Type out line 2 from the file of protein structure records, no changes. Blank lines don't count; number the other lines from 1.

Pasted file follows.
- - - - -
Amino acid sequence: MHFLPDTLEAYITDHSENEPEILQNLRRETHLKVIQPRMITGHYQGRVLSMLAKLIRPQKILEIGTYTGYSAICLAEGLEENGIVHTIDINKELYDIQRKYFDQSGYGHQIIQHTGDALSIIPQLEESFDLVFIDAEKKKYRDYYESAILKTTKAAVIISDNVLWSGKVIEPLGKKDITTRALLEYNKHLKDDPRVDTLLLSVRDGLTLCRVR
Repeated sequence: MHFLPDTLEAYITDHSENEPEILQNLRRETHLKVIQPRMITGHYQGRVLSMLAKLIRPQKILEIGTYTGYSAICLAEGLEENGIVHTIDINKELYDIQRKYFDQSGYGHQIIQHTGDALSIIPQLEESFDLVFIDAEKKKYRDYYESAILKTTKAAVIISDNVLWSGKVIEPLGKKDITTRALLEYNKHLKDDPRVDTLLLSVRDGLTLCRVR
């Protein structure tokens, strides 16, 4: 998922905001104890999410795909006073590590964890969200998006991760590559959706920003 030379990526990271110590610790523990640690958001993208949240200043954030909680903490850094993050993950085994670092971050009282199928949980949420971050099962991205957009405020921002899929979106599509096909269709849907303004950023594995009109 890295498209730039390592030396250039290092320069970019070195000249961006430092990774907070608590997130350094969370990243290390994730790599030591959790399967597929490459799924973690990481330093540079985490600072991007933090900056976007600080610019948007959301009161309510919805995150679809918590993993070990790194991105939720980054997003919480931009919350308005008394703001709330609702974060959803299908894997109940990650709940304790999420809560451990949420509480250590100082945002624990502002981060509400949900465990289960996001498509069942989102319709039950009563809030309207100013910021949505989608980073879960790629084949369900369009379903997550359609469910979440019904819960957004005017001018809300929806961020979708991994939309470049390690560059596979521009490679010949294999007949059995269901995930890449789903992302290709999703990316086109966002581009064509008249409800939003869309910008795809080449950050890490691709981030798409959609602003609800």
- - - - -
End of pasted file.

Repeated sequence: MHFLPDTLEAYITDHSENEPEILQNLRRETHLKVIQPRMITGHYQGRVLSMLAKLIRPQKILEIGTYTGYSAICLAEGLEENGIVHTIDINKELYDIQRKYFDQSGYGHQIIQHTGDALSIIPQLEESFDLVFIDAEKKKYRDYYESAILKTTKAAVIISDNVLWSGKVIEPLGKKDITTRALLEYNKHLKDDPRVDTLLLSVRDGLTLCRVR